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Thread: Tips for a Quilt Class Instructor :-)

  1. #51
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    My second ever quilt class (supposed to be a rail fence lap quilt) the instructor was a high-school math teacher. She told all of us to "Find the hypotenuse of the triangle". OK, ladies, those of you who have been out of school more than 10 years, quick, what the dickens is the hypotenuse and how do you find it? Then she told all of us beginner quilters that if our seams were off by a needle width, out quilt would be ruined. (Yes, accurate piecing is imperative, but that's not how to explain it to a new quilter!)

    I walked out of the class almost in tears swearing I would never quilt again. Fortunately I phoned my FIRST quilt instructor, who had given me her home phone number, and she invited me to her house to sew with her. We have been best friends now for almost 15 years, and everything I've learned is because of her! Thanks JoeAnn!

    P.S. We STILL laugh about the Hypotenuse. It's become a good giggle!

  2. #52
    Super Member kwhite's Avatar
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    Quote Originally Posted by omak
    Quote Originally Posted by bearisgray
    I think if most of the students learn what you planned for them to learn, you will have had a successful class.

    There are some of us that just don't get it the first time - so there is no point in beating yourself up if you did the best you could.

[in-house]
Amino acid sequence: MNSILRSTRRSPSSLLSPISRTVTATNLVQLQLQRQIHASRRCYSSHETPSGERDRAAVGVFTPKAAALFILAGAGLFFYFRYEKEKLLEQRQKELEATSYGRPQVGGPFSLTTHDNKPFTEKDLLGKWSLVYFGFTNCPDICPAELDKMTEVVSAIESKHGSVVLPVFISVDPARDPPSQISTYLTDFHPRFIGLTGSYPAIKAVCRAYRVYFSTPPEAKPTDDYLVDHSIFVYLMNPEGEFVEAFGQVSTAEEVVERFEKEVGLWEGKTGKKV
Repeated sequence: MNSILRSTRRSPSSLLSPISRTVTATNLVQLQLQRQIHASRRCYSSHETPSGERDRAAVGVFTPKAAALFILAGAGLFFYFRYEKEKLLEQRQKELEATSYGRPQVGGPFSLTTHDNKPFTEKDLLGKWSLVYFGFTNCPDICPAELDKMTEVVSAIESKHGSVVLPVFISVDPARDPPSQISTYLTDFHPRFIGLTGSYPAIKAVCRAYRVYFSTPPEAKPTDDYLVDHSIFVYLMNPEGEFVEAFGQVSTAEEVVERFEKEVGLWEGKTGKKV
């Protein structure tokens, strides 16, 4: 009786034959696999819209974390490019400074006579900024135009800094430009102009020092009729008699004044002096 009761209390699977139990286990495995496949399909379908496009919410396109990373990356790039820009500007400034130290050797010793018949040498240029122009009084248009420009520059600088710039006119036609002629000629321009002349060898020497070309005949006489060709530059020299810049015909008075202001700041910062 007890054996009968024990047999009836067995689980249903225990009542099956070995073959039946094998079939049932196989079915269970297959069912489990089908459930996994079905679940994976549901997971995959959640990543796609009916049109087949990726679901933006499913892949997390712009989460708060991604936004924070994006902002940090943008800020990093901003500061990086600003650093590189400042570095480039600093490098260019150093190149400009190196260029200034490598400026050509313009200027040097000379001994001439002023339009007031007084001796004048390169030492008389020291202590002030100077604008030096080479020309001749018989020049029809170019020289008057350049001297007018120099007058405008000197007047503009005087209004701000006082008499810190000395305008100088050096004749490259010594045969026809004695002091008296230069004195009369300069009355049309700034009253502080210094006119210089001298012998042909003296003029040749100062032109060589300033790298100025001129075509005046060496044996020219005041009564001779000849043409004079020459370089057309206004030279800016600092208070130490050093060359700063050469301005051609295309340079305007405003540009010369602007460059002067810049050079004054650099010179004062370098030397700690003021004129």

It is so nice to have an AHA moment - but sometimes that occurs YEARS after the class in question.
    That! Is REALLY the truth!
    Yeah like me and Algebra. I have taken it three times and still waiting for the AH-HA moment.

  3. #53
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    Quote Originally Posted by kwhite
    Quote Originally Posted by omak
    Quote Originally Posted by bearisgray
    I think if most of the students learn what you planned for them to learn, you will have had a successful class.

    There are some of us that just don't get it the first time - so there is no point in beating yourself up if you did the best you could.

    It is so nice to have an AHA moment - but sometimes that occurs YEARS after the class in question.
    That! Is REALLY the truth!
    Yeah like me and Algebra. I have taken it three times and still waiting for the AH-HA moment.
    I found that I could understand algebra better if I went from the specific to the general.

    Example: 1 + 2 = 3 versus a + b = c


  4. #54
    Super Member Minda's Avatar
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    Roben,
    Everyone has given you so much great advice. What I want to add really has nothing to do with actually teaching, but I love it when an instructor brings along self-sticking name tags. If your students don't all know each other, it gives them a chance to learn each others' names. Sometimes it's difficult to remember all of the names during the introductions. Have fun with your class. :D

  5. #55
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    Thank you, everyone - your replies were great and have given me a lot to think about.